“I was impressed by the technology updates, spacing of student seating and overall atmosphere of the room,” she said.

For Mathematics Professor Raymond Hune, the new normal meant teaching classes in Dulany Library. For Assistant Professor of Sport Management Doug Sanders, it was teaching in the auditorium in McNutt Campus Center for the first time.

Raymond Hune
Professor Raymond Hune teaching Mathematics class in the Library classroom.

“This semester has been a learning process for all of us, but we are making do and doing our best under the circumstances,” Sanders said.”

Doug Sanders
Assistant Professor of Sport Management Doug Sanders teaching in the Cutlip auditorium.

It was a transition for faculty and students alike, but one both were committed to making.

“I was extremely excited to come back to everyone but knew it wouldn’t be the same as it was,” said Palmer Soberg, ‘23. “Nonetheless, this is what we all have been wanting – to be back on campus, attending classes in person and having as close to normal of an experience as possible.”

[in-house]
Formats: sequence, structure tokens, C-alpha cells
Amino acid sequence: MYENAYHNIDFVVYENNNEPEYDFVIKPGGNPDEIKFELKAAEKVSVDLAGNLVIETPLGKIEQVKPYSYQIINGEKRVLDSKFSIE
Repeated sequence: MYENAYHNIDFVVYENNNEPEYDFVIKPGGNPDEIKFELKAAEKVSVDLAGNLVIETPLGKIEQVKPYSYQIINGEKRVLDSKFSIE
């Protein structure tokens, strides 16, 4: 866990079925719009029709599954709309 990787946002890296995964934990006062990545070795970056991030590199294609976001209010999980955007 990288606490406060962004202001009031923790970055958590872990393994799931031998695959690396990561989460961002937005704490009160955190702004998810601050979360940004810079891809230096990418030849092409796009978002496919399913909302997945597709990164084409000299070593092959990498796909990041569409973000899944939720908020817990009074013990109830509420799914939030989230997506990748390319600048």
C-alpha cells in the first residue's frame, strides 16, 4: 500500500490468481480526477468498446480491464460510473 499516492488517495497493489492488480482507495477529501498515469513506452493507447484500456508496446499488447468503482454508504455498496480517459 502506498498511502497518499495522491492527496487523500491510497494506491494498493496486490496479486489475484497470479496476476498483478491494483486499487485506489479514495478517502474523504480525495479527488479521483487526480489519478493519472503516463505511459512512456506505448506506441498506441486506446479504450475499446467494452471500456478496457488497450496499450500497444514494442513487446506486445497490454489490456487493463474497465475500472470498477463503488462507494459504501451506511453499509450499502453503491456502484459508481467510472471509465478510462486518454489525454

One of the favorites pastimes for William Woods students is eating at Tucker Dining Hall. Like everything else, even that was different. For the first time, students could use an app on their phones to pre-order meals and then receive a text when their order was ready to be picked up. This way, fewer people were sitting at tables and eating. Once again, the physical distancing thing.

“Tucker has been better than ever, and it’s good to know they are taking all the safety precautions they are,” said Elizabeth Kasubke, ‘21. “They make fresh salads and really good wraps, and it feels somewhat normal.”

Tucker Dining Hall

It may be some time before the campus experience at The Woods feels “completely,” as opposed to “somewhat,” normal again. But the University will persevere, as it has for 150 years.

“We really wanted to balance the safety of our community with maintaining traditions, yet still preparing our new students for their success here at the University,” said Mitchell. “We want everyone to know that is always possible here at William Woods, even during a global pandemic.”